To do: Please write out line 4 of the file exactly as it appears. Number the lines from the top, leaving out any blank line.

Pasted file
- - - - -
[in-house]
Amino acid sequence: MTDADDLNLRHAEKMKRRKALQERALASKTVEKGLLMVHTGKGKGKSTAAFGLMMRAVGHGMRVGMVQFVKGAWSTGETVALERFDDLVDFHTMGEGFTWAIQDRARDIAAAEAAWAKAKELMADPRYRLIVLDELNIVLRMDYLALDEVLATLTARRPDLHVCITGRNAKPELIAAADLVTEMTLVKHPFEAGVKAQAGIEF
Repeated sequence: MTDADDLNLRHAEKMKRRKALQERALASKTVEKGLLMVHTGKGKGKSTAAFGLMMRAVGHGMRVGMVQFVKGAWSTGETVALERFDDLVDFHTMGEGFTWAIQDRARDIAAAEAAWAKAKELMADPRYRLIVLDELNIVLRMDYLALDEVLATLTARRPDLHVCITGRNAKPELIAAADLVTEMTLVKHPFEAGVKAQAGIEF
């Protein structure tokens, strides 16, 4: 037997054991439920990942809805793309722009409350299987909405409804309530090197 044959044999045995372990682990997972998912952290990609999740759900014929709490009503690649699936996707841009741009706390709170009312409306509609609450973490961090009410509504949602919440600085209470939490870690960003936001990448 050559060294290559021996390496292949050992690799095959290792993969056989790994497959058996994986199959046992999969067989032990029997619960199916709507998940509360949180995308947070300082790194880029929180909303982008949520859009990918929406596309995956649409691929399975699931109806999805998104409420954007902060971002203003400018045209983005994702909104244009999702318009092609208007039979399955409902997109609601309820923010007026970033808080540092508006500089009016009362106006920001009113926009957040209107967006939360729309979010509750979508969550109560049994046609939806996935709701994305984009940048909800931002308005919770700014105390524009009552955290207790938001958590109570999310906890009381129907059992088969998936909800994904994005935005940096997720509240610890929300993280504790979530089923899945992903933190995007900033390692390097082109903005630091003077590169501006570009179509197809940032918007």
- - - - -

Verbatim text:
């Protein structure tokens, strides 16, 4: 037997054991439920990942809805793309722009409350299987909405409804309530090197 044959044999045995372990682990997972998912952290990609999740759900014929709490009503690649699936996707841009741009706390709170009312409306509609609450973490961090009410509504949602919440600085209470939490870690960003936001990448 050559060294290559021996390496292949050992690799095959290792993969056989790994497959058996994986199959046992999969067989032990029997619960199916709507998940509360949180995308947070300082790194880029929180909303982008949520859009990918929406596309995956649409691929399975699931109806999805998104409420954007902060971002203003400018045209983005994702909104244009999702318009092609208007039979399955409902997109609601309820923010007026970033808080540092508006500089009016009362106006920001009113926009957040209107967006939360729309979010509750979508969550109560049994046609939806996935709701994305984009940048909800931002308005919770700014105390524009009552955290207790938001958590109570999310906890009381129907059992088969998936909800994904994005935005940096997720509240610890929300993280504790979530089923899945992903933190995007900033390692390097082109903005630091003077590169501006570009179509197809940032918007």